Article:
^ "About dotPH", dotPH Website. Retrieved on May 30, 2008.  "Domain Name Service Agreement", dotPH Policies. Retrieved on May 30, 2008.  ^ "dotPH releases world’s first anonymous domain", dotPH News. Retrieved on May 30, 2008.  ^ i.ph Website. Retrieved on May 30, 2008.  ^ ".ph Whois information", Internet Assigned Numbers Authority. Retrieved on May 30, 2008.  Disini, Joel. "About Me", jed.i.ph. Retrieved on May 30, 2008.  "Gov’t. ICT Services Criticized", dotPH News. Retrieved on May 30, 2008.  ^ The PH Domain and the Need for Policy Reforms. Retrieved on May 30, 2008.  ^ Disini, Joel (June 8, 2005). "My Reply To Winthrop Yu On His PICS Letter", jed.i.ph. Retrieved on May 30, 2008.  ^ "PH Domain Foundation Profile/ Background", PH Domain Foundation website. Retrieved on May 30, 2008.
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 http://www.ph.net/phildac/ whitepaper.html  http://www.ph.net/  dotPH homepage. Retrieved on May 30, 2008.  Garcia, Jing (July 1, 2001). "A Day In The Life Of Joel Disini", Manila Standard Business Sunday column. Quoted in full at the PH Domain Foundation website. Retrieved on May 30, 2008.  Mallari, Rene (July 1, 2000). "Doing It Hard", Cargonews Asia. Retrieved on May 31, 2008.  "EMC Company Profile", EMC website. Retrieved on May 31, 2008.  PHNET’s history,Philippine Network Foundation, Inc. website. Retrieved on May 30, 2008.  ^ "Manage Lifetime Domains", dotPH Website. Retrieved on May 31, 2008.  Lewel, John (September 9, 1999). "Philippine Domain Registry Adopts Quicker Policy", asia.internet.com. Retrieved on May 31, 2008.  "PH Domain Foundation launches flat domain space, automated registration", Manila Bulletin, October 21, 1999. Quoted in full on Internet Toolbox Vol. 11, November 1-15, 1999 series at the Web Dot Com Website Development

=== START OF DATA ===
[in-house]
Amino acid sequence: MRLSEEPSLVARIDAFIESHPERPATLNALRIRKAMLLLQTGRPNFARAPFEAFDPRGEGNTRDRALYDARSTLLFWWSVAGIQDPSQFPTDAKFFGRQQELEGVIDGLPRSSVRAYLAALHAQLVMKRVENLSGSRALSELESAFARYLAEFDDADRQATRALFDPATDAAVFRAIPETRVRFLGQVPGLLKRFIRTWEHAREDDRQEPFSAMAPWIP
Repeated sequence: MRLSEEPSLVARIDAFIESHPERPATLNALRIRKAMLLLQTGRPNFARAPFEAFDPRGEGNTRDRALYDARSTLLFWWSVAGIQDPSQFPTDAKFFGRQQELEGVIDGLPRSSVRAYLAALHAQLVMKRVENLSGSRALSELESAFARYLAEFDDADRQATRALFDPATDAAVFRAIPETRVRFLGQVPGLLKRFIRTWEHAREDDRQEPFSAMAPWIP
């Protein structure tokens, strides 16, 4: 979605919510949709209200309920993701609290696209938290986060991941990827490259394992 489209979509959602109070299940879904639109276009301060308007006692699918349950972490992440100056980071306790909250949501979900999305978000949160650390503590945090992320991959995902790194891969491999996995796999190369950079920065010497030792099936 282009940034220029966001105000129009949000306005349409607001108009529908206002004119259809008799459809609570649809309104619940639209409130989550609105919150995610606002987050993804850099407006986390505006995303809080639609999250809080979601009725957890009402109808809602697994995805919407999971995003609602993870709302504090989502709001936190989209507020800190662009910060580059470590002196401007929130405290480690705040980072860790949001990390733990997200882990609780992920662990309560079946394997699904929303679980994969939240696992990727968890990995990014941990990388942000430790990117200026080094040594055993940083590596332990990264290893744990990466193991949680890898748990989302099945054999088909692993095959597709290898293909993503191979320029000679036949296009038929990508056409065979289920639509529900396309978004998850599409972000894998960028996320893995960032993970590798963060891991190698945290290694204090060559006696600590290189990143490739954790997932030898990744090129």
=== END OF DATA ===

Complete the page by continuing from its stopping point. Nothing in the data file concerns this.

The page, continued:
Philippines site (Web Archive copy). Retrieved on May 31, 2008.  ^ Rajendran, Joseph (October 20, 1999). "DotPH Introduces Flat Domain Names", asia.internet.com. Retrieved on May 31, 2008.  "Yet Another Yahoo! Dispute: Yahoo! Philippines wins dispute against local company", Financial Times Limited, May 22, 2001. Quoted in full at sedo.com Domain News. Retrieved on May 31, 2008.  dotPH Website. Retrieved on May 30, 2008.  "Registrar Program - Setup Your Registration Page", dotPH Website. Retrieved on May 31, 2008.
• The current PH ccTLD administrator • IANA .ph whois information • Philippine Domain Name Authority Convenors (PhilDAC) Homepage • Philippine Domain Name Authority Convenors (PhilDAC) Position Paper on the PH ccTLD • Rebuttal to the DotPH Comments Against the CICT Draft Guidelines • DotPH Accredited Registrar